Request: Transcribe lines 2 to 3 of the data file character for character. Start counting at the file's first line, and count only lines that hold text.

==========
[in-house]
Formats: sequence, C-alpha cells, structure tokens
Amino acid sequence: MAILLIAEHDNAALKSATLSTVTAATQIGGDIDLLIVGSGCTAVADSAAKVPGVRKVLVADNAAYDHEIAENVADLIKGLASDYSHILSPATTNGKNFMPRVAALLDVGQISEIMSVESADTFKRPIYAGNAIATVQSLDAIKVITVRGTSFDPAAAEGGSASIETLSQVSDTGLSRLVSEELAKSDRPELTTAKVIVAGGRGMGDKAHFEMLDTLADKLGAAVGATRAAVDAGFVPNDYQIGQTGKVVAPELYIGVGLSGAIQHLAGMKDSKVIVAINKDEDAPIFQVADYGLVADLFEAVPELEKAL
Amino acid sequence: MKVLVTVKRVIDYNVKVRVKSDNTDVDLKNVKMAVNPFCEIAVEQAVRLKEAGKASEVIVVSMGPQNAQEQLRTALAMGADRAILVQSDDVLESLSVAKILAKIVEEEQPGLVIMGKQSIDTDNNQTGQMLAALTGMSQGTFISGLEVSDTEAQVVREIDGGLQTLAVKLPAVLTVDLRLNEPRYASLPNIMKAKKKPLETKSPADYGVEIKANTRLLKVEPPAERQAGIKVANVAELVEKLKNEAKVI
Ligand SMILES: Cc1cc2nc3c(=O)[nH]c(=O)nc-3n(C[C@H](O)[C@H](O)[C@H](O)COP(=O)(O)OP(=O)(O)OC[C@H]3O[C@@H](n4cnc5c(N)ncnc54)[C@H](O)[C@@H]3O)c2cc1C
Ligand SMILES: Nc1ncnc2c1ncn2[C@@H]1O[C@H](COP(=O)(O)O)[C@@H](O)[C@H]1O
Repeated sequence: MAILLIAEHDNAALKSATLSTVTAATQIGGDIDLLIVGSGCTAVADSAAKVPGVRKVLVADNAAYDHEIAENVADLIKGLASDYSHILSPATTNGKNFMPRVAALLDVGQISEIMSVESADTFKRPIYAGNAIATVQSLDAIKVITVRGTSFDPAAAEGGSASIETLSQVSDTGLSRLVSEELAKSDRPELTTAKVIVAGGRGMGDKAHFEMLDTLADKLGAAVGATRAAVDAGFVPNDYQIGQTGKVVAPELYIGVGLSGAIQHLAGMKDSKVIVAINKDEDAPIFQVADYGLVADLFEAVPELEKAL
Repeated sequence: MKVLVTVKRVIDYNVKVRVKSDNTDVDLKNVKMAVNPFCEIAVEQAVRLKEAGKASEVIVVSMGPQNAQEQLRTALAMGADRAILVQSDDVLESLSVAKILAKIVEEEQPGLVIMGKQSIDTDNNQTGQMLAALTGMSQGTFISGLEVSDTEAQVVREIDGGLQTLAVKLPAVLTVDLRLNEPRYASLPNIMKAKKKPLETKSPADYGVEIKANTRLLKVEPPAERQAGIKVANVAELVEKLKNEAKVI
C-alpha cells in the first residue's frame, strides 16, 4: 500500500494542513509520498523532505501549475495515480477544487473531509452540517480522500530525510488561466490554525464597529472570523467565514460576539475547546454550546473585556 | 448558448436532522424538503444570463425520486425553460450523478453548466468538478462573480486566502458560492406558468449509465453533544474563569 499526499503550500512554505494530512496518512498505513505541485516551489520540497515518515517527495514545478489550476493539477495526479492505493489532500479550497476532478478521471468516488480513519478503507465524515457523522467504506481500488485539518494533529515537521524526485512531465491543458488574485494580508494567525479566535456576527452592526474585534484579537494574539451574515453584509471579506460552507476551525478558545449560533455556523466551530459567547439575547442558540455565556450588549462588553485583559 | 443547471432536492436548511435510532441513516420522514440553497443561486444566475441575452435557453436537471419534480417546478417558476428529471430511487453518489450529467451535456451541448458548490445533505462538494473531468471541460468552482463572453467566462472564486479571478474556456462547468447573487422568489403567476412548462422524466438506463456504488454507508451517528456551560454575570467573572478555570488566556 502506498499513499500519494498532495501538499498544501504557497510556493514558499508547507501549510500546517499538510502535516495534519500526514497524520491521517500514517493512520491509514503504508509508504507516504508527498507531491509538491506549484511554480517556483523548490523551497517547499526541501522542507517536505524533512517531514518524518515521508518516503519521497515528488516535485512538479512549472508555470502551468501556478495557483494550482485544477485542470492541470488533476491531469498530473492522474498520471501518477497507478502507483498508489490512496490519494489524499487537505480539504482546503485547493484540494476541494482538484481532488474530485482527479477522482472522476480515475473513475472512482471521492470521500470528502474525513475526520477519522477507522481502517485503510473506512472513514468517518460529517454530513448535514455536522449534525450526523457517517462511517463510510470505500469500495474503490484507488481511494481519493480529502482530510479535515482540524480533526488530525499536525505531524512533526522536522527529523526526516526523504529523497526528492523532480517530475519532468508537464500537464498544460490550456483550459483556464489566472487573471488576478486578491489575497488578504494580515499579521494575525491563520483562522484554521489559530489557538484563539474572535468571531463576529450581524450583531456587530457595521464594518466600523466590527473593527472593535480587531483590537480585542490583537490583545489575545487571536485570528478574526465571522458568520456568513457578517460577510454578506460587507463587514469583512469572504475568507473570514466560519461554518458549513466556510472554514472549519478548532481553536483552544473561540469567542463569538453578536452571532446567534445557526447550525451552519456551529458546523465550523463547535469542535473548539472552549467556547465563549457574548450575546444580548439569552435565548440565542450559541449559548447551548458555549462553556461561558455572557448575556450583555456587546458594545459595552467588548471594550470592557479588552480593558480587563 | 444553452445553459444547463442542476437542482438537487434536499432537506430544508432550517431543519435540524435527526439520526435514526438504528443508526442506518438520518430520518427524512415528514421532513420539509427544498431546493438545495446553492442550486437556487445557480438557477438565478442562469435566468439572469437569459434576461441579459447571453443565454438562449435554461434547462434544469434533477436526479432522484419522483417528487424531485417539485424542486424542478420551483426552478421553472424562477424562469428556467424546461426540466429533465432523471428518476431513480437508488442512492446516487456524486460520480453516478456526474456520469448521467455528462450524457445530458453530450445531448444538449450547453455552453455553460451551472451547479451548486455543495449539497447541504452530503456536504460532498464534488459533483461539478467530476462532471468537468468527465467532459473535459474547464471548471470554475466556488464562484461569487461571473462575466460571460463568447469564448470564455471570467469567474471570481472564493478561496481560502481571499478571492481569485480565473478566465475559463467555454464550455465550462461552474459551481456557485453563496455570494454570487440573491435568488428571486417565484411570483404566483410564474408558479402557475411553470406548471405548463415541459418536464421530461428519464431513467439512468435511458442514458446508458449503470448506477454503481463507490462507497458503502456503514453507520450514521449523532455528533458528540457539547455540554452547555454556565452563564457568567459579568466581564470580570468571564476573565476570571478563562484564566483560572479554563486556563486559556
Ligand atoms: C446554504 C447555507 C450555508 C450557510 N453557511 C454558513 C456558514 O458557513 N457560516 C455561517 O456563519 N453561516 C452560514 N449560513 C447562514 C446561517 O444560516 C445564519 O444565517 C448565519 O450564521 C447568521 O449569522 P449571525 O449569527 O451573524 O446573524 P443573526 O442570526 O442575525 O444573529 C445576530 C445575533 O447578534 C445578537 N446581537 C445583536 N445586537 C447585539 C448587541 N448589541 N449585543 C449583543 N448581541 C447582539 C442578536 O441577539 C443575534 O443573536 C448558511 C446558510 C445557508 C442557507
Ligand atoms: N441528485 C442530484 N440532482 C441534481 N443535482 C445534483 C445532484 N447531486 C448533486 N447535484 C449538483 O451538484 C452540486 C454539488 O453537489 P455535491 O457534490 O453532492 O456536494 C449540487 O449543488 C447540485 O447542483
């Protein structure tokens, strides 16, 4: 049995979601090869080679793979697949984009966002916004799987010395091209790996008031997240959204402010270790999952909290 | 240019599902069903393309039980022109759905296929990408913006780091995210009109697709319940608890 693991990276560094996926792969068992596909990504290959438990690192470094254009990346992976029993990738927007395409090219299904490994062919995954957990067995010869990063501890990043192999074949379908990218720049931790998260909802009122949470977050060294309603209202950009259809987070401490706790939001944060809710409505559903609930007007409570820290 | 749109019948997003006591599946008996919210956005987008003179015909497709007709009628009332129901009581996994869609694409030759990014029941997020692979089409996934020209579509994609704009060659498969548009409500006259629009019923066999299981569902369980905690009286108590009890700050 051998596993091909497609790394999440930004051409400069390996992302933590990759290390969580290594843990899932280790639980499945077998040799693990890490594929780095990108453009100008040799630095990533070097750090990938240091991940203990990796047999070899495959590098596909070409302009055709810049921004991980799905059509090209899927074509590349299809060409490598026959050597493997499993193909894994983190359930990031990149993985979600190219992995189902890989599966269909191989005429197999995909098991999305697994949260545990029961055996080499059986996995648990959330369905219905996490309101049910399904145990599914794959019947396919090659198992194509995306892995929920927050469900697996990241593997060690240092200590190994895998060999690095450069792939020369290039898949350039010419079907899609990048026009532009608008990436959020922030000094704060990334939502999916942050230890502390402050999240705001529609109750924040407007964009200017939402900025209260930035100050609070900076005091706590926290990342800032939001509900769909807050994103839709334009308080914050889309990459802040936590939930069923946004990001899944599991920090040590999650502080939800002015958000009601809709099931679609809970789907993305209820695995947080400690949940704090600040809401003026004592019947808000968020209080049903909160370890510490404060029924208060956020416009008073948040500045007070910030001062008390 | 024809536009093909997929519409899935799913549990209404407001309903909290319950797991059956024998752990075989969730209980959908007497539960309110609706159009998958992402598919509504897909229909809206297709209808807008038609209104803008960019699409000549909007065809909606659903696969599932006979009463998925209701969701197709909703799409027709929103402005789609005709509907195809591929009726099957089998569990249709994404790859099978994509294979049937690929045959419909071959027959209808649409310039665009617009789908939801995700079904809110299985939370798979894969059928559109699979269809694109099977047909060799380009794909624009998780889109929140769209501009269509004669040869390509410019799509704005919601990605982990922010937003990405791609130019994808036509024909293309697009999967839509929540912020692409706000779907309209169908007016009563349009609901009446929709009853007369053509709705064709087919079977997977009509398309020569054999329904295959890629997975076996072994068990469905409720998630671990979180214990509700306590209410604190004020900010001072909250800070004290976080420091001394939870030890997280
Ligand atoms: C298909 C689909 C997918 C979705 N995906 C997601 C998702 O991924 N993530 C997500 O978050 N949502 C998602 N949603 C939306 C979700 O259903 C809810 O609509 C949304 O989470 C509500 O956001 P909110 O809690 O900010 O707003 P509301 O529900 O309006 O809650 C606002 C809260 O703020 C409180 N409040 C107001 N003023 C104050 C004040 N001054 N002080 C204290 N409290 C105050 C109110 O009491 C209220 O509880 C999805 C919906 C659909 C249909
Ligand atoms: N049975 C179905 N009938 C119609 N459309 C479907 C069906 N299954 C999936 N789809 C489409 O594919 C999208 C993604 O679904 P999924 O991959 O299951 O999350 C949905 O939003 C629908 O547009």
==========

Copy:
Formats: sequence, C-alpha cells, structure tokens
Amino acid sequence: MAILLIAEHDNAALKSATLSTVTAATQIGGDIDLLIVGSGCTAVADSAAKVPGVRKVLVADNAAYDHEIAENVADLIKGLASDYSHILSPATTNGKNFMPRVAALLDVGQISEIMSVESADTFKRPIYAGNAIATVQSLDAIKVITVRGTSFDPAAAEGGSASIETLSQVSDTGLSRLVSEELAKSDRPELTTAKVIVAGGRGMGDKAHFEMLDTLADKLGAAVGATRAAVDAGFVPNDYQIGQTGKVVAPELYIGVGLSGAIQHLAGMKDSKVIVAINKDEDAPIFQVADYGLVADLFEAVPELEKAL